The news from the monthly employment report was not as good. The U.S. economy added 210,000 jobs in November, well below the consensus expectation of over 500,000. However, the unemployment rate fell sharply to 4.2% from 4.6% last month as new workers entered the job market, pushing the labor participation rate up slightly to 61.8%, a post-recession high but still well off pre-pandemic levels.
The following economic data is slated to be released during the week ahead:
Tuesday: Q3 unit labor costs and productivity, October trade balance and consumer credits
Wednesday: October U.S. Bureau of Labor Statistics Job Openings and Labor Turnover Survey (JOLTS)
Thursday: Weekly initial and continuing unemployment claims, October wholesale inventories
Friday: November Consumer Price Index, workweek statistics, Treasury budget, December University of Michigan index
This material is for general information only and is not intended to provide specific advice or recommendations for any individual. There is no assurance that the views or strategies discussed are suitable for all investors or will yield positive outcomes. Investing involves risks including possible loss of principal. Any economic forecasts set forth may not develop as predicted and are subject to change.
References to markets, asset classes, and sectors are generally regarding the corresponding market index. Indexes are unmanaged statistical composites and cannot be invested into directly. Index performance is not indicative of the performance of any investment and do not reflect fees, expenses, or sales charges. All performance referenced is historical and is no guarantee of future results. All market and index data comes from FactSet and MarketWatch.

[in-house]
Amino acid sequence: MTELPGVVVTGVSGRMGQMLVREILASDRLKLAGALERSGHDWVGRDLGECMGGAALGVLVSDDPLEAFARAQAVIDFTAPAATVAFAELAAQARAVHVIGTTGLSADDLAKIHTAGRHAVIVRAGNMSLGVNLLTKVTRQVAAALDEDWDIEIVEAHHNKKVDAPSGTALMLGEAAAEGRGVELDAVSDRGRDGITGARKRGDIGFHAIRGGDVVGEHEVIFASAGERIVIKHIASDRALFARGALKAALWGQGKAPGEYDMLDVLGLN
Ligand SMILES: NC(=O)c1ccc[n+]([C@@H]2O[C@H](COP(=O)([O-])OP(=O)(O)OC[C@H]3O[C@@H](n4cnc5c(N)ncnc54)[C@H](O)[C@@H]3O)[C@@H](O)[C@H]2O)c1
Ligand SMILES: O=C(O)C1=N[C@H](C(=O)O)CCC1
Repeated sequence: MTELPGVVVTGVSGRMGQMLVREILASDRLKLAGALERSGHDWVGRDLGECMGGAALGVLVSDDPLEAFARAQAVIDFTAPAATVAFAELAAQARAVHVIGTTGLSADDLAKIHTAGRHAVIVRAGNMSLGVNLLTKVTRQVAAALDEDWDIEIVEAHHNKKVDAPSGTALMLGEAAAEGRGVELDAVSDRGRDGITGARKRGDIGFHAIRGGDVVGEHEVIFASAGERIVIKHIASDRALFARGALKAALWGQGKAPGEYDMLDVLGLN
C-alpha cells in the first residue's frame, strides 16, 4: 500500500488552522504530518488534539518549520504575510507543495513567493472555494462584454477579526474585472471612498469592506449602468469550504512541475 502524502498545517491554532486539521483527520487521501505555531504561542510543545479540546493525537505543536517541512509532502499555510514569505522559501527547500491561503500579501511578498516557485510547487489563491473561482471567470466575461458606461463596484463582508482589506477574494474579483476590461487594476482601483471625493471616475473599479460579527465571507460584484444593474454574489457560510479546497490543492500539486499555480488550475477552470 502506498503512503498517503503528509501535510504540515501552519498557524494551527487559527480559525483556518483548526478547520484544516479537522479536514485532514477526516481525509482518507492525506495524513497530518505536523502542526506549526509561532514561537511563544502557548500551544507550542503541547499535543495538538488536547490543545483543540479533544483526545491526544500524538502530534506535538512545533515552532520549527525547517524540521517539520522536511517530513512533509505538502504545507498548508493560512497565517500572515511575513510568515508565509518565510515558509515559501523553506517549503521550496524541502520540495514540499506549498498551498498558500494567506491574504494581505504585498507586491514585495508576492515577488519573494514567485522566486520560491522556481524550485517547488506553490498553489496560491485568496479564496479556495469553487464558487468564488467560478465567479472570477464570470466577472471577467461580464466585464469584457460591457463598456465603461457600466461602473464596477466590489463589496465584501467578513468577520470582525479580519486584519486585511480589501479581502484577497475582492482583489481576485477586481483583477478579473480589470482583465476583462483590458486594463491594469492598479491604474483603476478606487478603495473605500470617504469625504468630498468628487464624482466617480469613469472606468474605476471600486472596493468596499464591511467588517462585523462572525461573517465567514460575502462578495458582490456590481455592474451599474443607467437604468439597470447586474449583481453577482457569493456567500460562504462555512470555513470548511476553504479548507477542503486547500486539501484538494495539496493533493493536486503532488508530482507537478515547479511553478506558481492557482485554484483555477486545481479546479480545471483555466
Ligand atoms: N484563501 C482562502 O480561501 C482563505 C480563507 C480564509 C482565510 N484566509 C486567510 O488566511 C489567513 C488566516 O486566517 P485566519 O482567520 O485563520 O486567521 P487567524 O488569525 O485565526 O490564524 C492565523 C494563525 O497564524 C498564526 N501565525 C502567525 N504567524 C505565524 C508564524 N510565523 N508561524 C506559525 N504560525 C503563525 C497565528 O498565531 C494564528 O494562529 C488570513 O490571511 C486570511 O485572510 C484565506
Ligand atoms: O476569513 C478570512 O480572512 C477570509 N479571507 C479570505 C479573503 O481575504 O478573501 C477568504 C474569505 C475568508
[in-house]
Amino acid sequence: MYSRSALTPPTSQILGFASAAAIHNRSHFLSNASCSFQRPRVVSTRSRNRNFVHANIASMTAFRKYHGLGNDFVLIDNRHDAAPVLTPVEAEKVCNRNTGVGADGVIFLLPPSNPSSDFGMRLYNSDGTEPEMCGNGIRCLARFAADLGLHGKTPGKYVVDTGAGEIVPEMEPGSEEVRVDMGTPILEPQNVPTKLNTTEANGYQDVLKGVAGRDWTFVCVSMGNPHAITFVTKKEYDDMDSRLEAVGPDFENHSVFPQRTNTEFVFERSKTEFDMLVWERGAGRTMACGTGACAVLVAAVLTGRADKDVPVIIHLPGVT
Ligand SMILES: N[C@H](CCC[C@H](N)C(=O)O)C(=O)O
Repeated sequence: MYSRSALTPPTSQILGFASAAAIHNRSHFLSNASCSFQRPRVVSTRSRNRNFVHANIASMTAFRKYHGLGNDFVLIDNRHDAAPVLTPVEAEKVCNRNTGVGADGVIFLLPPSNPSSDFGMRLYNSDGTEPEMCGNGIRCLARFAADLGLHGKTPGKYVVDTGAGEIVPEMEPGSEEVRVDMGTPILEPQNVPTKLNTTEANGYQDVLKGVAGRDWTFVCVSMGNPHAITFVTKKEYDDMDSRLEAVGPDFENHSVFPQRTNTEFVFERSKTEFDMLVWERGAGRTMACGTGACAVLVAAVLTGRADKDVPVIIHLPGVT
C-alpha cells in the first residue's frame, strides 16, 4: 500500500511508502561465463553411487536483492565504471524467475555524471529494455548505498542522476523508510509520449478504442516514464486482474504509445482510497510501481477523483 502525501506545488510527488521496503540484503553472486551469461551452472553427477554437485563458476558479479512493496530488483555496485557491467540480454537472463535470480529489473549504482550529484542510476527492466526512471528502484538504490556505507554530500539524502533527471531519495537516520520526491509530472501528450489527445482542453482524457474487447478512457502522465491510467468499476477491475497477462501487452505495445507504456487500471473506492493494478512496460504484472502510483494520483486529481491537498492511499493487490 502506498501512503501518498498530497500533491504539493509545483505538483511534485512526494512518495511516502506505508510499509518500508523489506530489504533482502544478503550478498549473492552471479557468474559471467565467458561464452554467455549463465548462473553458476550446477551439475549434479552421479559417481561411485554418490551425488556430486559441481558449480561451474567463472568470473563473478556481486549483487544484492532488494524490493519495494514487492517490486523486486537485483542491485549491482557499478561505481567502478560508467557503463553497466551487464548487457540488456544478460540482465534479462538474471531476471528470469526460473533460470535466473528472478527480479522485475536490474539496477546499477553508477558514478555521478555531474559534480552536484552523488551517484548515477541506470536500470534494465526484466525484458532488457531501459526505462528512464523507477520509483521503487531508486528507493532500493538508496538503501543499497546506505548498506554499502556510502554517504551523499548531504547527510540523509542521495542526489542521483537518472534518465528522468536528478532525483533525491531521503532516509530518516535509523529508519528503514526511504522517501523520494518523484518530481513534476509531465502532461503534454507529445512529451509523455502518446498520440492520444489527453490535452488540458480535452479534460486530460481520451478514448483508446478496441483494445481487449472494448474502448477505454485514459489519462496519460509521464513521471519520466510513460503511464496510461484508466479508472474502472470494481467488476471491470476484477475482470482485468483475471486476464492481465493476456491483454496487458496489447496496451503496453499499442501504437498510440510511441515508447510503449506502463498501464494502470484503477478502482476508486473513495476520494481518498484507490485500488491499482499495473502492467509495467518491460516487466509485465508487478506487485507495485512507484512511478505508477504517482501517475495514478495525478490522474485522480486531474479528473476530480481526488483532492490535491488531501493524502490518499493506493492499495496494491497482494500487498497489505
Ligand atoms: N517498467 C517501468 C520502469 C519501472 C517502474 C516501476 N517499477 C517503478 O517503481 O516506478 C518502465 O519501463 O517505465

Any company names noted herein are for educational purposes only and not an indication of trading intent or a solicitation of their products or services. LPL Financial doesn’t provide research on individual equities. All information is believed to be from reliable sources; however, LPL Financial makes no representation as to its completeness or accuracy.
U.S. Treasuries may be considered “safe haven” investments but do carry some degree of risk including interest rate, credit, and market risk. Bonds are subject to market and interest rate risk if sold prior to maturity. Bond values will decline as interest rates rise and bonds are subject to availability and change in price.
For a list of descriptions of the indexes referenced in this publication, please visit our website at lplresearch.com/definitions.
This Research material was prepared by LPL Financial LLC.
Securities and advisory services offered through LPL Financial (LPL), a registered investment advisor and broker-dealer (member FINRA/SIPC).
Insurance products are offered through LPL or its licensed affiliates. To the extent you are receiving investment advice from a separately registered independent investment advisor that is not an LPL affiliate, please note LPL makes no representation with respect to such entity.
Not Insured by FDIC/NCUA or Any Other Government Agency
Not Bank/Credit Union Guaranteed
Not Bank/Credit Union Deposits or Obligations
May Lose Value
For Public Use – Tracking # 1-05219323